You can’t fix what is going on in the child’s life but you absolutely acknowledge their situation is difficult.  I know as a child, people rarely even acted as if they were aware of my mother’s bizarre behavior.   When I worked in child welfare, I often believed the only real thing I could do is tell kids it wasn’t their fault, it can get better and their life isn’t hopeless.  I am also all for trying to find a safe adult for the child to speak to.  It can be a therapist, friend’s parent, teacher or other family member.  It can be you.  

Send your kids outside!

This article makes a lot of sense to me.–abc-news-topstories.html

Of course I wouldn’t recommend paying someone $350 to not watch your kids because you can do it for free.  Your very first and longest lasting task as a parent is to keep your children safe.  It makes sense that you will try to everything in your power to keep them that way.  However, is there a time you should grit your teeth and take a step back?  I am not a crazy outdoorsy person by any stretch of the imagination but as a child, I ran around outside.  The next door neighbor kids had a kick ball game some days, we would play “war” with these crabapple things, we would go try to catch crawdads in the creek and sneak away to ride our bikes to the grocery store.  (No idea on why we’d go to the grocery store – maybe because it was illicit behavior.  Also, I don’t believe we ever caught a crawdad.  I’m not actually sure what a crawdad is or if it is even real but would probably not want to touch one if I saw one.  My mom always told me I could catch one with a hot dog.  That seems weird to me but who knows.)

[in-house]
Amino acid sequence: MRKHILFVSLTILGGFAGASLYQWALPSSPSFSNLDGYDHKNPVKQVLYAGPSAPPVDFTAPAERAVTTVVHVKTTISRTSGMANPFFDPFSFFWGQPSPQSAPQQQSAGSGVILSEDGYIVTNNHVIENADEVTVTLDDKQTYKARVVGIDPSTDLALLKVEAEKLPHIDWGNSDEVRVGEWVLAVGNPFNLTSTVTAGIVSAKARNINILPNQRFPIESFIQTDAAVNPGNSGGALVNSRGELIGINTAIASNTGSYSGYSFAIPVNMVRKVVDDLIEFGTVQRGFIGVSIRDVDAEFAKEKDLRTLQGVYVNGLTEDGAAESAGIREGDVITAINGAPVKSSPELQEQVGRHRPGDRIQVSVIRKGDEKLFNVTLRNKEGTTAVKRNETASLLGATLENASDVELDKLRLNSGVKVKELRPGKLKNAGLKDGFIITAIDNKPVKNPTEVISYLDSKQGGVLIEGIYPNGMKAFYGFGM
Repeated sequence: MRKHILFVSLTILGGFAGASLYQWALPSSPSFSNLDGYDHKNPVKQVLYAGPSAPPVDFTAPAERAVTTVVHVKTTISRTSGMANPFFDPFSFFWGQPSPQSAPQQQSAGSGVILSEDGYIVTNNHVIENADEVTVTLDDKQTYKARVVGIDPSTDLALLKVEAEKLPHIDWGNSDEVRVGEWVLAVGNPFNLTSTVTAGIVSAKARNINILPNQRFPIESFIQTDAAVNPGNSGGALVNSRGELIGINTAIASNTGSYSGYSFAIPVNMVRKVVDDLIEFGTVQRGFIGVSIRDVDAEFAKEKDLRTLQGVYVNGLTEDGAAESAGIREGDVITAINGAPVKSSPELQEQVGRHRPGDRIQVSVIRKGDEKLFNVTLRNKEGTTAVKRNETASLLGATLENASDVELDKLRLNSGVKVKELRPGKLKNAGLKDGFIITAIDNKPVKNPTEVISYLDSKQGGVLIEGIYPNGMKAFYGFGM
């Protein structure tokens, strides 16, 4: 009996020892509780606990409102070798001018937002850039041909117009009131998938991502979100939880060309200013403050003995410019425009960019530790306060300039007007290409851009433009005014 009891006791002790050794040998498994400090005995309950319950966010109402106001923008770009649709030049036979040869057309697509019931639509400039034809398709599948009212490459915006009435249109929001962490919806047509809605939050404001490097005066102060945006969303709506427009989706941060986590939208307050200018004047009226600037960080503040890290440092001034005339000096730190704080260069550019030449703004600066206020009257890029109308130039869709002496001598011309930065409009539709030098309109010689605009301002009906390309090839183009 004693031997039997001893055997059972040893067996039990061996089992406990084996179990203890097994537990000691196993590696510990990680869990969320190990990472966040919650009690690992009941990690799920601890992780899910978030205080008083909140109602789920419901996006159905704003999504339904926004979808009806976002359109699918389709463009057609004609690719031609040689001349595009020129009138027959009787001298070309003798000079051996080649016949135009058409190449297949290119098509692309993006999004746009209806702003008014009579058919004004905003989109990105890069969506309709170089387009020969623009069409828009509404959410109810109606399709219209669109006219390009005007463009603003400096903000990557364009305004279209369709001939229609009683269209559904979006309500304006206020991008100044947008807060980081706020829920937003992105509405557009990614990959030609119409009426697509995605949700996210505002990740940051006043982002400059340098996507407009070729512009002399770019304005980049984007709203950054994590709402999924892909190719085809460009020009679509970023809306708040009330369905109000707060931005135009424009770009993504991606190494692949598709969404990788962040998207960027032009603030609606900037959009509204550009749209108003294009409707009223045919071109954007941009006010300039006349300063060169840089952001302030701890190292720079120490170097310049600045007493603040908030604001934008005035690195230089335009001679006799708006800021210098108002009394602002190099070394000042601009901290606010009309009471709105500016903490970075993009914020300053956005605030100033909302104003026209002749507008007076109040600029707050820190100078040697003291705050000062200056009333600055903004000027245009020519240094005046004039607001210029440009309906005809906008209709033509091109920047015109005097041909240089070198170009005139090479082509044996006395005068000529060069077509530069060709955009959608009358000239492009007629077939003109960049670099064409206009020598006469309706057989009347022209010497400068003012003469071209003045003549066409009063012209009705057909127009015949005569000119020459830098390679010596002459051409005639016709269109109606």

What freedom do you give your kids?  What ways can you feel confident that they are safe yet let them enjoy the magic of doing nothing outside or hanging with friends?  Unfortunately, there is no way any parent can plan for every eventuality.  I’m not saying send them out at the beginning of the day and tell them to check back in 8 hours.  Be a responsible parent but allowing them some time to just be can be huge part of their development.  Kids learn how to entertain themselves.  It may enhance their creativity.  Kids learn how to build friendships and navigate the muddy waters of relationships.  Kids build resilience because they learn to handle challenges without their parents always being  there.  By letting your kids have some time to go and play, you will be ensuring they have some very useful skills as they get older.  Have faith in your parenting – you are doing a great job – and your kids will reflect that as you allow them room to grow.

Play More Video Games (With Your Kids)